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Simon Parke writes: “It is a sobering thought that life does not automatically result in self-development. Many people imagine that, as they grow older, they develop but it is far from inevitable. The passage of time does not make for growth.

            “Think of a seed. Like us a seed is genetically programmed to grow into a plant; but it will stay a seed for a million years unless conditions for growth are right. The seed is crammed full with potential, but it will stay a seed until placed in the soil and fed with food, air and light.

“And so it is with humans. We are self-developing organisms, but life does not develop us if it’s not the right sort of life. The human being is no more the finished article than the acorn. In order to become an oak tree, the acorn needs to be planted in something other than itself, and we are the same.”

It is also the same for those with a Christian faith. If we are to grow in faith, we need to be planted in the right soils with the right catalysts for growth.

Jesus never envisaged his followers going it alone, yet many today think that they can do just that. Belonging to a church community is important, if we are to grow closer to God.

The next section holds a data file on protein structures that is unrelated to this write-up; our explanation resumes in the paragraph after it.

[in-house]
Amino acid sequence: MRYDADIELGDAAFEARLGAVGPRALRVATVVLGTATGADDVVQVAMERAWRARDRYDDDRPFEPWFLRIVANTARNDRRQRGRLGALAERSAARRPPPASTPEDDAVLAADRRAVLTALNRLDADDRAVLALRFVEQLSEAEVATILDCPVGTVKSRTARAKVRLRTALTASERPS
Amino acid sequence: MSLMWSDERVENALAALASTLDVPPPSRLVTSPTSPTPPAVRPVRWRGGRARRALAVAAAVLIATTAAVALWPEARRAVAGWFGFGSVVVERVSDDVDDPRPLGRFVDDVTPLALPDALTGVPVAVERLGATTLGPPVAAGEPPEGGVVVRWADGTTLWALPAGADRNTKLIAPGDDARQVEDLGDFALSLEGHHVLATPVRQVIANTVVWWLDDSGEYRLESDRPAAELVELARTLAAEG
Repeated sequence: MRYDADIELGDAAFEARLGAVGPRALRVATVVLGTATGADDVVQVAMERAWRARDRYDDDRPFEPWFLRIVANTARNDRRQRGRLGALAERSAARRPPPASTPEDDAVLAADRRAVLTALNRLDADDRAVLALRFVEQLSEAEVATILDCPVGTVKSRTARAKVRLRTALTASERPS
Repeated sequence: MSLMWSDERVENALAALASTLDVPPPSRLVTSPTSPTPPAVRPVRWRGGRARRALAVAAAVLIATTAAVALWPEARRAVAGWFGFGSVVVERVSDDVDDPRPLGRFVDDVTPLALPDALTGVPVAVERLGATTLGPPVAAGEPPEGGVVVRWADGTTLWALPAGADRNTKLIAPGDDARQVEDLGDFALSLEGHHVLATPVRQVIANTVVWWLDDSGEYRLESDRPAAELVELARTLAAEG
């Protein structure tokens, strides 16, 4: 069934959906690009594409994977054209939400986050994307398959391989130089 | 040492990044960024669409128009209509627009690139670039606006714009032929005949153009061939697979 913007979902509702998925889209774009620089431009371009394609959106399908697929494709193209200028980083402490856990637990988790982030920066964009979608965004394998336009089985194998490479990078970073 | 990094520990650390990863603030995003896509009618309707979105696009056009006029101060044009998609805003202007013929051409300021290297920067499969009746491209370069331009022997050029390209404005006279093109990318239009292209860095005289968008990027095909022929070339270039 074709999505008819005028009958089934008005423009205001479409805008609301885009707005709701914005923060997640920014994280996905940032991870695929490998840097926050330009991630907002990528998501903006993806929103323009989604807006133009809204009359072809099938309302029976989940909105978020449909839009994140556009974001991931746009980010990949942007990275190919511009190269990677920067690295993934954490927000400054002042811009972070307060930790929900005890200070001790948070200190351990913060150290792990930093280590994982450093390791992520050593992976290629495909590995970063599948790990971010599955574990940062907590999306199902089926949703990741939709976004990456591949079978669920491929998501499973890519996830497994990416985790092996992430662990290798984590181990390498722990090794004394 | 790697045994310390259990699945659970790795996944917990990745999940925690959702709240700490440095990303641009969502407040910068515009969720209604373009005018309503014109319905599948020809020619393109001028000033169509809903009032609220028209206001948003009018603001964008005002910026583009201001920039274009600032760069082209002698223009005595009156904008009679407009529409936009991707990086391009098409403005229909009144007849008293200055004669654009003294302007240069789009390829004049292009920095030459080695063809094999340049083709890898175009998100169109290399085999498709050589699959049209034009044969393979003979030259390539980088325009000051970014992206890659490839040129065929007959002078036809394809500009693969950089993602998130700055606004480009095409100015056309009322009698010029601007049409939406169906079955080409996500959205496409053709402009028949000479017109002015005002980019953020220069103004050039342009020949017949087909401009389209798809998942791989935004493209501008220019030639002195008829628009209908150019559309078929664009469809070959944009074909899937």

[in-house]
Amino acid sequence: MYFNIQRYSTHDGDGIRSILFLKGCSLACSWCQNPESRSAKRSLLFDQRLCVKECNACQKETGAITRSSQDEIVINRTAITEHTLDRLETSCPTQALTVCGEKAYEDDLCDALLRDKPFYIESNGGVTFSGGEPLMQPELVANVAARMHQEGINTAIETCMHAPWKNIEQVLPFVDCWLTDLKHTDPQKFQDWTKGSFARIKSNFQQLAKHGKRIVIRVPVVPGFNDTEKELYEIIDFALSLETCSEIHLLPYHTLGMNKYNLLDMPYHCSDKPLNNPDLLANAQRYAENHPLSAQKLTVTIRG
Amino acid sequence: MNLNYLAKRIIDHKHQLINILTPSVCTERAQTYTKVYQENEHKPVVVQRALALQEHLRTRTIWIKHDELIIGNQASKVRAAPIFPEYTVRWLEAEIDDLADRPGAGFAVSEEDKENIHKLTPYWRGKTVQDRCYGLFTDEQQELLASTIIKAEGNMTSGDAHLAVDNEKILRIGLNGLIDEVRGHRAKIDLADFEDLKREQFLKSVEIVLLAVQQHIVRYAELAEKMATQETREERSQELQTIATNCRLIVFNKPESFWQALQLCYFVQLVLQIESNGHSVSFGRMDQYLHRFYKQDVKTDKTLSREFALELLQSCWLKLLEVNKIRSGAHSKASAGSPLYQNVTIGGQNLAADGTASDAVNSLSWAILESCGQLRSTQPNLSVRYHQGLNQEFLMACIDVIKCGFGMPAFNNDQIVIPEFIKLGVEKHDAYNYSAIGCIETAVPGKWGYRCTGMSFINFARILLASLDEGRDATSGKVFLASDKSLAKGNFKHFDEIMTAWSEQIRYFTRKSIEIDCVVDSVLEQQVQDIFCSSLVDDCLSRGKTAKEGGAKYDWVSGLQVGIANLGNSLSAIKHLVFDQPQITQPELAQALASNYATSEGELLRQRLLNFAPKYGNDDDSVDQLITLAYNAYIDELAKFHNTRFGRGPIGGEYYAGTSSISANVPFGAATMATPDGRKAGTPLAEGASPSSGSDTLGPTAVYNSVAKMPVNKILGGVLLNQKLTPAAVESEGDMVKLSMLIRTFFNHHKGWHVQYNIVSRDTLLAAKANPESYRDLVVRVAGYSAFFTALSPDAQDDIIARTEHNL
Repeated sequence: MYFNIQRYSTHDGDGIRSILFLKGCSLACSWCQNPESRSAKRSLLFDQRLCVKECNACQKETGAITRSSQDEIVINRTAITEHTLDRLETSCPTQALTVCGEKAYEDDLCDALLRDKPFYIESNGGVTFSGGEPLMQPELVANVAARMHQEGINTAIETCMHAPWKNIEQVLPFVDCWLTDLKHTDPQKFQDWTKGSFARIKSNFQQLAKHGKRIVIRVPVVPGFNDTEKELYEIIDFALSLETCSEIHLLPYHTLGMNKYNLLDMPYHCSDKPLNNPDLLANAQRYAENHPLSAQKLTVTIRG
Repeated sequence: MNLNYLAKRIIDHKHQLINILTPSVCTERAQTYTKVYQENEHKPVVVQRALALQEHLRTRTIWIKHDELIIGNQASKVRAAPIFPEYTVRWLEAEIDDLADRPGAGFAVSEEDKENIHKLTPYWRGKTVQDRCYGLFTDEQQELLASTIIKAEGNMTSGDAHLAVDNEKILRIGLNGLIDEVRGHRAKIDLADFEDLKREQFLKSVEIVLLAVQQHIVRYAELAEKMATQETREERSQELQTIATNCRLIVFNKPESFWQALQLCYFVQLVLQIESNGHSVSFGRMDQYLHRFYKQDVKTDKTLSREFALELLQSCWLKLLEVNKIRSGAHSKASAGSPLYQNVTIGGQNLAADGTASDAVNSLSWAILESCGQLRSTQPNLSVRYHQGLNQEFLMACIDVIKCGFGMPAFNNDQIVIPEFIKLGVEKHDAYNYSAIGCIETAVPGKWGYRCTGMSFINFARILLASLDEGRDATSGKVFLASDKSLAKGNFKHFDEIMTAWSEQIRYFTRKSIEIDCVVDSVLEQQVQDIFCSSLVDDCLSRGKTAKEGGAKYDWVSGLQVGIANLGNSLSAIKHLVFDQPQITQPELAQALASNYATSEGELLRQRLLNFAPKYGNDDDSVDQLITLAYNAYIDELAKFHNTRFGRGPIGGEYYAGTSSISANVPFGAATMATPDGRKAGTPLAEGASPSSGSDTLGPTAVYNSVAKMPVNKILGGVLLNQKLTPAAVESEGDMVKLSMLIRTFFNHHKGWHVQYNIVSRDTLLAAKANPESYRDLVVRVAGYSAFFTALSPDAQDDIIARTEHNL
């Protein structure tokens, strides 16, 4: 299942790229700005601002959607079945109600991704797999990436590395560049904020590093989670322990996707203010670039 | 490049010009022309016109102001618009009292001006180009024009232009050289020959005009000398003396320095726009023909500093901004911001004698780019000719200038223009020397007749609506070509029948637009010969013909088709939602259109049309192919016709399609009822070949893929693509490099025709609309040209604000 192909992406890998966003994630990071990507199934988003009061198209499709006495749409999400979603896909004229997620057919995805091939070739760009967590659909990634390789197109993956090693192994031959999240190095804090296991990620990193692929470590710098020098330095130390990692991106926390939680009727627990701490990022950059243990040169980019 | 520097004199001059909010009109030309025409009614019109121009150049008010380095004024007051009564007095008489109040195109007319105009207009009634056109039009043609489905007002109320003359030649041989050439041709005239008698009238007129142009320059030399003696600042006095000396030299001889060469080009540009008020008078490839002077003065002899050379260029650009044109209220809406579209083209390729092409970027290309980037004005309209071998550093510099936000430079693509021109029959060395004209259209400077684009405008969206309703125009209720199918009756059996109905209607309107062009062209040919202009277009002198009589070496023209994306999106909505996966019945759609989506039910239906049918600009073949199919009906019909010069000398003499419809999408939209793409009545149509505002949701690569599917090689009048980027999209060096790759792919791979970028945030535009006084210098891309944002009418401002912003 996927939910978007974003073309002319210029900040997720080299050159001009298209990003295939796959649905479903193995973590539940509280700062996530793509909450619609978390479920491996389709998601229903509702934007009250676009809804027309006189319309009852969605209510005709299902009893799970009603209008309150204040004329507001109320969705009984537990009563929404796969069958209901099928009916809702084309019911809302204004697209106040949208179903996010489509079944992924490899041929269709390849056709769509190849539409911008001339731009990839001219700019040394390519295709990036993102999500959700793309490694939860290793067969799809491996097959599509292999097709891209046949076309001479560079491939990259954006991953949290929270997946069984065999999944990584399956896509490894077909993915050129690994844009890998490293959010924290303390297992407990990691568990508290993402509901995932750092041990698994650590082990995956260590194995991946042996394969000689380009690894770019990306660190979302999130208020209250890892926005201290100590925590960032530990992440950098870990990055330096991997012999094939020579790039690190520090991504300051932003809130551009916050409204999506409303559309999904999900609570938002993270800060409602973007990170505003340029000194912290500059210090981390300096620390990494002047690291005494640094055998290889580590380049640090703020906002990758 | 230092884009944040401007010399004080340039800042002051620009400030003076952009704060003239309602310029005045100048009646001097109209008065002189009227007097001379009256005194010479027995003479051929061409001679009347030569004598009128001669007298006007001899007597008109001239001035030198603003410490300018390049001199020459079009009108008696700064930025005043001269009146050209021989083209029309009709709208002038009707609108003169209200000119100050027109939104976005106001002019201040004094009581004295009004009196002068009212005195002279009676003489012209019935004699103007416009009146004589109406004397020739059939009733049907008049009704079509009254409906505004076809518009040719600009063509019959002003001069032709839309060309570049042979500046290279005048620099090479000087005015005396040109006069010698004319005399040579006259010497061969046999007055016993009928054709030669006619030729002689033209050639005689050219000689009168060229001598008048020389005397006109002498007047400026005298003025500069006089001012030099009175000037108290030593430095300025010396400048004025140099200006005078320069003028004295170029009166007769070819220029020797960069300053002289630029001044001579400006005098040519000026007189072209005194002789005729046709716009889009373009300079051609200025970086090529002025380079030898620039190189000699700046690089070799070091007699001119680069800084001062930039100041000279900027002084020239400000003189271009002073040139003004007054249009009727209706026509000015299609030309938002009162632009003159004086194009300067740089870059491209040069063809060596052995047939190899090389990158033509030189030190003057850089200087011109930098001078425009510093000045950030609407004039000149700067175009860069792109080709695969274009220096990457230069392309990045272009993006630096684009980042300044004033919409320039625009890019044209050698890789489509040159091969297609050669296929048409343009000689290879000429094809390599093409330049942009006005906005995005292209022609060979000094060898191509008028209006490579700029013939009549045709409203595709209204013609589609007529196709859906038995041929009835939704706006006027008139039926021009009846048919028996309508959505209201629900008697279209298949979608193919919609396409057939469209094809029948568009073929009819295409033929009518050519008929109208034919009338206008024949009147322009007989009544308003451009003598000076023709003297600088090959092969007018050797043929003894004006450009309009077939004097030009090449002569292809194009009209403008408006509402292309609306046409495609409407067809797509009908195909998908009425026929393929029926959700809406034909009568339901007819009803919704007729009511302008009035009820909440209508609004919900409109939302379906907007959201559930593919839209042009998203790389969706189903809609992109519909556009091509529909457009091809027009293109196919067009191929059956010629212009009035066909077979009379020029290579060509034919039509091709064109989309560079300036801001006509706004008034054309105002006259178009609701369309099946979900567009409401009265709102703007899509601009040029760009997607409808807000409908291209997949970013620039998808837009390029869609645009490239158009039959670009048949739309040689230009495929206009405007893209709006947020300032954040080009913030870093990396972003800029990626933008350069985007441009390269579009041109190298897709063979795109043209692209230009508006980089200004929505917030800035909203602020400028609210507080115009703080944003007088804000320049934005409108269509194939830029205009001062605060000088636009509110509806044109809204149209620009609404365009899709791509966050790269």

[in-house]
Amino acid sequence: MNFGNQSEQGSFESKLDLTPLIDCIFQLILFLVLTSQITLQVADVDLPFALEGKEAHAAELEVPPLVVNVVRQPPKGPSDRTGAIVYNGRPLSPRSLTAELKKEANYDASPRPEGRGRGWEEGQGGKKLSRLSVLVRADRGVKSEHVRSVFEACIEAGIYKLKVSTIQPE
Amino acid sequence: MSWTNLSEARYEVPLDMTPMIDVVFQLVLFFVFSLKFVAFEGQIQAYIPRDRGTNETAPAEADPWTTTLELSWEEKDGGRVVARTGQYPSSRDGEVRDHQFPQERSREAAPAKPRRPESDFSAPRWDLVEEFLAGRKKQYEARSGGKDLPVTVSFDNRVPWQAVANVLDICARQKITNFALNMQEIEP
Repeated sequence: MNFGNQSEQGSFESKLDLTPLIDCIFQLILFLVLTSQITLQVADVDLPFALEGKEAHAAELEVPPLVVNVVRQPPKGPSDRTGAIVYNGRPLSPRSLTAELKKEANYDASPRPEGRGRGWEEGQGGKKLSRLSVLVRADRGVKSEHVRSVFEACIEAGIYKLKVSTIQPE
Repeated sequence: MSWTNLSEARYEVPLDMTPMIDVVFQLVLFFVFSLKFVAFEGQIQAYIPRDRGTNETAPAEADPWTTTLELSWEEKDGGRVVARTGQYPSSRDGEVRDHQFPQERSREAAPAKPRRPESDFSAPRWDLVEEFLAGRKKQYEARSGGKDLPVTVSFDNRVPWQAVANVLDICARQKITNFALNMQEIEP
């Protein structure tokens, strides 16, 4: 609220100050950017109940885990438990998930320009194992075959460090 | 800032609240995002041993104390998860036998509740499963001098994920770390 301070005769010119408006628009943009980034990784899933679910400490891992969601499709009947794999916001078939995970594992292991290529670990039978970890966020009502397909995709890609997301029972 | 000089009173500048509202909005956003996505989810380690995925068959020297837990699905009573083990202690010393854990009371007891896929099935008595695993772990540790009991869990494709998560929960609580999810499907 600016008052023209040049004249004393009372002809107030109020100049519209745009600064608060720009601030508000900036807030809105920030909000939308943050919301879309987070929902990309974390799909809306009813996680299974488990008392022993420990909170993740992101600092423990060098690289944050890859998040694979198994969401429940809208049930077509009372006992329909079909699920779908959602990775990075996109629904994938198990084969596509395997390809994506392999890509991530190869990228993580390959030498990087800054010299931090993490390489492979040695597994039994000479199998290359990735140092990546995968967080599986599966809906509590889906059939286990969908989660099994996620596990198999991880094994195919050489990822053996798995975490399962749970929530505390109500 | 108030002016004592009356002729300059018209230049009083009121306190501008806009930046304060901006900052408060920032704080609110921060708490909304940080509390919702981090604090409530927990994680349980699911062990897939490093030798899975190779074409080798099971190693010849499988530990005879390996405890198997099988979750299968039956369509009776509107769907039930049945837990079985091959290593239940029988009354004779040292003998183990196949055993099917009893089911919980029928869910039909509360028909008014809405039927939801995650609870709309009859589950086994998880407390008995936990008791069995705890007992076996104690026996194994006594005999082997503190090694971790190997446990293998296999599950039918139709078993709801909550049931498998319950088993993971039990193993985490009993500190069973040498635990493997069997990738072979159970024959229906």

Being part of Christian community provides the right soil for growth and development. It’s about much more than just tipping up on a Sunday to sing some songs, say some prayers, hear a Bible reading and a sermon, boring or otherwise. A living Christian community is a place where we learn to pray, to share our experience of God, to understand what a deep relationship with God looks like, to find a fellowship of mutual support and a place where can be truly accepted as we are. That doesn’t mean to say it’s a place where we can then stay as we are; the journey of faith requires a deep and continuing transformation.

Faith requires commitment. It requires a commitment to God, and a commitment to other Christians. And yet too many of us see God as an add-on to the rest of our lives, fitted in when we feel like it, rather than at the very heart of our being. Being a Christian is exciting and joyful, but it also needs to be embraced whole-heartedly. And that includes challenging those excuses we make not to gather each week with our fellow Christians. They need us, as much as we need them.



Best wishes


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